What are the advantages of 7.62 mm rifle versus 5.56 mm? What has changed Army's outlook towards 5.56 mm ? -way operations are being conducted, weapons possessed by adversaries..!!

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Re: Small Arms Thread

Postby A Deshmukh » 19 Jul 2017 22:50

Rishi_Tri wrote:What are the advantages of 7.62 mm rifle versus 5.56 mm? What has changed Army's outlook towards 5.56 mm ? -way operations are being conducted, weapons possessed by adversaries..!!

7.62 = shoot-to-kill v/s 5.56 shoot-to-injure

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Re: Small Arms Thread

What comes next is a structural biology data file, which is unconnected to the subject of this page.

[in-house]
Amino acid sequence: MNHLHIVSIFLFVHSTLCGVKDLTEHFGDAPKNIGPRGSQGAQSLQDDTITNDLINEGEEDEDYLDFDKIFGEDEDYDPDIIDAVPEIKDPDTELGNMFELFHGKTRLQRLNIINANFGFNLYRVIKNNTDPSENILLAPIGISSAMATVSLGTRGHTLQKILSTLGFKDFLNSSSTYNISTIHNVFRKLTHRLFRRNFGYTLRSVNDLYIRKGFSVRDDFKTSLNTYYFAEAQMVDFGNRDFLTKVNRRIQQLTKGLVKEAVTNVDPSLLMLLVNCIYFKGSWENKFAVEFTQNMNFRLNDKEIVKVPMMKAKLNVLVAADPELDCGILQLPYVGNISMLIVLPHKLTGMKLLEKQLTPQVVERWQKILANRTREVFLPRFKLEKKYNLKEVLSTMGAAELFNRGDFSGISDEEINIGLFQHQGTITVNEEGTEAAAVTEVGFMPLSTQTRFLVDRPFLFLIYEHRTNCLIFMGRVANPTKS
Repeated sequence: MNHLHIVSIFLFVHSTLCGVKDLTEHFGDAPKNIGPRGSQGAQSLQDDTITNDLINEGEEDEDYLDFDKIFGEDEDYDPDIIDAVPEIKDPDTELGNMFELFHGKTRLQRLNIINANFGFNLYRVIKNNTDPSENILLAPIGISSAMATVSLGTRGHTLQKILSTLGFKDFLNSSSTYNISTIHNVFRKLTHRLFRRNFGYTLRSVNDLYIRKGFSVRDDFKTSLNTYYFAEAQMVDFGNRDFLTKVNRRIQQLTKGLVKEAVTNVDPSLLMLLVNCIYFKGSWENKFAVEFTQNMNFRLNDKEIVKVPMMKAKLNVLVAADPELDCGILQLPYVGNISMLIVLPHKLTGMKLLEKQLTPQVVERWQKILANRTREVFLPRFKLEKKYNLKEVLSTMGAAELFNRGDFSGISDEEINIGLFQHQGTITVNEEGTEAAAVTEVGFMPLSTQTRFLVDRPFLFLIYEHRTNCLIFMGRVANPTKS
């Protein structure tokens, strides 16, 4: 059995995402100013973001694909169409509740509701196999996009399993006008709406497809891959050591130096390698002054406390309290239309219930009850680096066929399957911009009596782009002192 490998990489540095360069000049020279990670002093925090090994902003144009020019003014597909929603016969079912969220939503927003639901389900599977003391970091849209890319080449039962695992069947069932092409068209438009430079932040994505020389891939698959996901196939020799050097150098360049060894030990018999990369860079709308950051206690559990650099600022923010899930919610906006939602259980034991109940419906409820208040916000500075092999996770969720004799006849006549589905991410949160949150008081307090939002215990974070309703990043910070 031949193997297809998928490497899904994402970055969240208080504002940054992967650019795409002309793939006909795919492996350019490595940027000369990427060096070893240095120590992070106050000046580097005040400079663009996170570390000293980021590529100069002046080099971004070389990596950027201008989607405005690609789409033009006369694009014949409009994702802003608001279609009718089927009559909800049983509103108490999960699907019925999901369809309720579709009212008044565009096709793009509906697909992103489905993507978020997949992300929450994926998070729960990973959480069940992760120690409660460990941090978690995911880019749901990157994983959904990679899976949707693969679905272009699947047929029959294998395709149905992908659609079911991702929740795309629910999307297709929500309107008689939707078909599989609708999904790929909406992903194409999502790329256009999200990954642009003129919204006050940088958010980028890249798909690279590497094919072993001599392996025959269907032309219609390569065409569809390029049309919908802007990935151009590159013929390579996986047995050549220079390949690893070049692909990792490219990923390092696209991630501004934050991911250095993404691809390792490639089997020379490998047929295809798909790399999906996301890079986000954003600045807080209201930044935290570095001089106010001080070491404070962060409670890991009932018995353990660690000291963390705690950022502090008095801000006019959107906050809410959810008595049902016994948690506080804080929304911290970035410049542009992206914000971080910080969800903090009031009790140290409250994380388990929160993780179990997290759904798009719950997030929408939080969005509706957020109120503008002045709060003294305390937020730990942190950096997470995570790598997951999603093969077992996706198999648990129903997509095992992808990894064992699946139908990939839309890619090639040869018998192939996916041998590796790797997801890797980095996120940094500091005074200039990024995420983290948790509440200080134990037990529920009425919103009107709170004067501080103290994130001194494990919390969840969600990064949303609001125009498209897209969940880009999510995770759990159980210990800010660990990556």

Postby brvarsh » 20 Jul 2017 04:06

On a small arms thread but completely different issue unrelated to armed forces. I never understood other than Nationalization of industries why India could not allow private companies or person owned factories to legally produce small caliber guns - mostly hand guns. Like gunsmithing in places like Munger is historic and it continues today only under ground. Owning gun is a very Indian culture, and without private industry crime is not that much reduced either, so why not to allow smaller players in non military grade guns and control it instead?

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Re: Small Arms Thread

Postby shiv » 20 Jul 2017 07:11

I think 20 mm and 23 mm caliber guns are no longer "small arms". Medium weapons I guess.

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Re: Small Arms Thread

Postby Gyan » 20 Jul 2017 19:45